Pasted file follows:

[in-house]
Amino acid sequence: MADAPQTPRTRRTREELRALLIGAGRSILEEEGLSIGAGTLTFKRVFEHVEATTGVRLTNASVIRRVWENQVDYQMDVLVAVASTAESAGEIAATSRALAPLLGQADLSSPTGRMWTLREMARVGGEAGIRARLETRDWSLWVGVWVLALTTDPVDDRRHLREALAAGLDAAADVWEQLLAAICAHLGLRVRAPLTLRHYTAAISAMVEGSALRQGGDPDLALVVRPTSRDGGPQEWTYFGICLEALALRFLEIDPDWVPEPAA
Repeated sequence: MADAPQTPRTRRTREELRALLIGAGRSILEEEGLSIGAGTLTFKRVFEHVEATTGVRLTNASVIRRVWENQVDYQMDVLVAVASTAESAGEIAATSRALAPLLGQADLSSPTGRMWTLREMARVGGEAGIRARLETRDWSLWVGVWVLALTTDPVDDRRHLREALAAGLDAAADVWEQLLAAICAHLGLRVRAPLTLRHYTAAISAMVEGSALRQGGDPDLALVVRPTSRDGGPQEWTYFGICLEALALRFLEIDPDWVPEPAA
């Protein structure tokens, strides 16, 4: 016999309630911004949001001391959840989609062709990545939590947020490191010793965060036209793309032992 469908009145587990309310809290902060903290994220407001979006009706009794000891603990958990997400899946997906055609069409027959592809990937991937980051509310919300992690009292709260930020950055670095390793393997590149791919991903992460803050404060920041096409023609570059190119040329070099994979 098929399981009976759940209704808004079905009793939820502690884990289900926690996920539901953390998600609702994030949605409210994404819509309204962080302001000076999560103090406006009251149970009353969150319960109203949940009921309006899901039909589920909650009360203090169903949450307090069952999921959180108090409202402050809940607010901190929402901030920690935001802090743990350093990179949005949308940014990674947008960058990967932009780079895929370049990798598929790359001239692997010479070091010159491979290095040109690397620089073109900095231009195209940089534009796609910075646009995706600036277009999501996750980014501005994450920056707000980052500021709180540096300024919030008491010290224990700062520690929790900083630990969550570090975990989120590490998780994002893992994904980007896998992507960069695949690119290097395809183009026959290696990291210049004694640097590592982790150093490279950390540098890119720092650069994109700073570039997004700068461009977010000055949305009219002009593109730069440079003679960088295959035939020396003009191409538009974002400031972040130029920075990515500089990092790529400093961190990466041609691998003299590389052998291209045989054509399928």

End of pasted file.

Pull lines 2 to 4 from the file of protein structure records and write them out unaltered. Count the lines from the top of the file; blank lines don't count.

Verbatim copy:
Amino acid sequence: MADAPQTPRTRRTREELRALLIGAGRSILEEEGLSIGAGTLTFKRVFEHVEATTGVRLTNASVIRRVWENQVDYQMDVLVAVASTAESAGEIAATSRALAPLLGQADLSSPTGRMWTLREMARVGGEAGIRARLETRDWSLWVGVWVLALTTDPVDDRRHLREALAAGLDAAADVWEQLLAAICAHLGLRVRAPLTLRHYTAAISAMVEGSALRQGGDPDLALVVRPTSRDGGPQEWTYFGICLEALALRFLEIDPDWVPEPAA
Repeated sequence: MADAPQTPRTRRTREELRALLIGAGRSILEEEGLSIGAGTLTFKRVFEHVEATTGVRLTNASVIRRVWENQVDYQMDVLVAVASTAESAGEIAATSRALAPLLGQADLSSPTGRMWTLREMARVGGEAGIRARLETRDWSLWVGVWVLALTTDPVDDRRHLREALAAGLDAAADVWEQLLAAICAHLGLRVRAPLTLRHYTAAISAMVEGSALRQGGDPDLALVVRPTSRDGGPQEWTYFGICLEALALRFLEIDPDWVPEPAA
């Protein structure tokens, strides 16, 4: 016999309630911004949001001391959840989609062709990545939590947020490191010793965060036209793309032992 469908009145587990309310809290902060903290994220407001979006009706009794000891603990958990997400899946997906055609069409027959592809990937991937980051509310919300992690009292709260930020950055670095390793393997590149791919991903992460803050404060920041096409023609570059190119040329070099994979 098929399981009976759940209704808004079905009793939820502690884990289900926690996920539901953390998600609702994030949605409210994404819509309204962080302001000076999560103090406006009251149970009353969150319960109203949940009921309006899901039909589920909650009360203090169903949450307090069952999921959180108090409202402050809940607010901190929402901030920690935001802090743990350093990179949005949308940014990674947008960058990967932009780079895929370049990798598929790359001239692997010479070091010159491979290095040109690397620089073109900095231009195209940089534009796609910075646009995706600036277009999501996750980014501005994450920056707000980052500021709180540096300024919030008491010290224990700062520690929790900083630990969550570090975990989120590490998780994002893992994904980007896998992507960069695949690119290097395809183009026959290696990291210049004694640097590592982790150093490279950390540098890119720092650069994109700073570039997004700068461009977010000055949305009219002009593109730069440079003679960088295959035939020396003009191409538009974002400031972040130029920075990515500089990092790529400093961190990466041609691998003299590389052998291209045989054509399928």